Students should be sure to inform the aid administrator of disability-related expenses that may previously have been covered by the family budget. These may include food and veterinary bills for guide dogs, batteries for hearing aids and a Typed Text (TTY) [previously called a Telecommunication Device for the Deaf (TDD)], or the cost of recruiting and training readers or personal care attendants.

Leaving home often necessitates the purchase of new or additional equipment that will allow the student to be independent at college. For example, the student’s secondary school may have furnished an adapted computer or other disability-related equipment, but that equipment belongs to and remains at the high school after the student graduates. Students with disabilities should seek assistance from the Office of Disability Support Services and/or the Financial Aid Office to determine disability-related expenses.

Once these expenses have been identified, students should provide the financial aid administrator with documentation of any disability-related expense that is necessary to ensure attainment of the student’s educational goal. Where applicable, this documentation should also state the amounts that will be covered by insurance and other assisting agencies. Depending on the institution, documentation may be simply a written statement of explanation by the student or an official statement by a doctor or Vocational Rehabilitation counselor. To be certain of the appropriate documentation, the student should check with the institution’s financial aid office. By virtue of provisions within the Americans with Disabilities Act (1990) and The Rehabilitation Act (1973), all public and private postsecondary institutions are required to provide reasonable accommodations for students with documented disabilities who request them.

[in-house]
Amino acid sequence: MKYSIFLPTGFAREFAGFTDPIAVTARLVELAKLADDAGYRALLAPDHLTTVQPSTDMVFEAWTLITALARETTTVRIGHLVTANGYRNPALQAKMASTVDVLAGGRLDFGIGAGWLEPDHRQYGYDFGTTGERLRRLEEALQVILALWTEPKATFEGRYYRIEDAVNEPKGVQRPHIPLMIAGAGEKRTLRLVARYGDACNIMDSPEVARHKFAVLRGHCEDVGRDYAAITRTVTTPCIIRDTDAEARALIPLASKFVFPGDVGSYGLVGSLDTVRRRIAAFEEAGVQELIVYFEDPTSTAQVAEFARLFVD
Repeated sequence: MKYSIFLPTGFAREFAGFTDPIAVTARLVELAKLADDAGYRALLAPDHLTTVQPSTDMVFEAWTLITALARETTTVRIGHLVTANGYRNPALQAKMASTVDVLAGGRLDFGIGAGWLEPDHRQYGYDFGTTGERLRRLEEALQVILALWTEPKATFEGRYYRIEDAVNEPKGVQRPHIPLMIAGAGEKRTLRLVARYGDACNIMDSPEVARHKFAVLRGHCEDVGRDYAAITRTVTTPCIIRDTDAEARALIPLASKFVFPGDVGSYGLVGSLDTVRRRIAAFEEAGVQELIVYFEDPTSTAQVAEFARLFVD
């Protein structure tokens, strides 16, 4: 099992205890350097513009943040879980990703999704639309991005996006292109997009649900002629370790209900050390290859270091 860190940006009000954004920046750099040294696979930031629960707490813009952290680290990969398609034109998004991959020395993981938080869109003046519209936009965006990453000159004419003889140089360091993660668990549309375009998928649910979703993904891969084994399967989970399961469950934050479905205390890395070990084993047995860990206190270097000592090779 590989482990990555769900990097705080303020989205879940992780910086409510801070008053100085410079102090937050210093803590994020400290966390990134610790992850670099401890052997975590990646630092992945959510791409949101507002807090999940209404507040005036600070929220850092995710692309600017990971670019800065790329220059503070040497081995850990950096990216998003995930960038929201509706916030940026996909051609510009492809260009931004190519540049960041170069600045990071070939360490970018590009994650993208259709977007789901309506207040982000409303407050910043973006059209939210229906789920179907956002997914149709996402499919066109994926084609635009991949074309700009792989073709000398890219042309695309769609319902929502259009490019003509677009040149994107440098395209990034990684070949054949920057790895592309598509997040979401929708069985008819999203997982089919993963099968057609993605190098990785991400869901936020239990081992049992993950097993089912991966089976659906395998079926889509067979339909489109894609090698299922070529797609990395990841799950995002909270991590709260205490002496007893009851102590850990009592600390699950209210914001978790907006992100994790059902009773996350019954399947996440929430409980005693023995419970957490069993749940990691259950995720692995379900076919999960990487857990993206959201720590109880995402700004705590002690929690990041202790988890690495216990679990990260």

Some special equipment and support services may be available at the postsecondary institution, through public or private community organizations, through the state Vocational Rehabilitation Agency, or through organizations for people with disabilities. The student should check with the Student Services Personnel, 504 Coordinator, or Office of Disability Support Services at the postsecondary institution.

Probably the most valuable resource to a new student is the network of students with disabilities already on campus. Students with disabilities who have had similar experiences and similar needs are likely to have practical advice and low-cost solutions to problems that incoming students with disabilities frequently encounter.

Regardless of whether the student is able to obtain any special equipment or services through the institution or elsewhere, it is still important to let the financial aid administrator know of any anticipated expenses. Such information is considered in the determination of the student’s financial need, on which all aid decisions are based. It is also important to understand that disability-related expenses that are covered by other assisting agencies cannot also be covered by financial aid from the school.

How does vocational rehabilitation fit into the financial aid process?

Assistance to students with disabilities is often provided by state Vocational Rehabilitation (VR) agencies. In some states there are two agencies: a general agency and one for people who are blind or visually impaired. In other states, there is one agency serving all people with disabilities. State Vocational Rehabilitation agency titles vary from state to state, and thus may be hard to locate in the telephone directory. You may contact a state education agency, public library, or State Business Leadership Network for the telephone number and address of your local VR agency.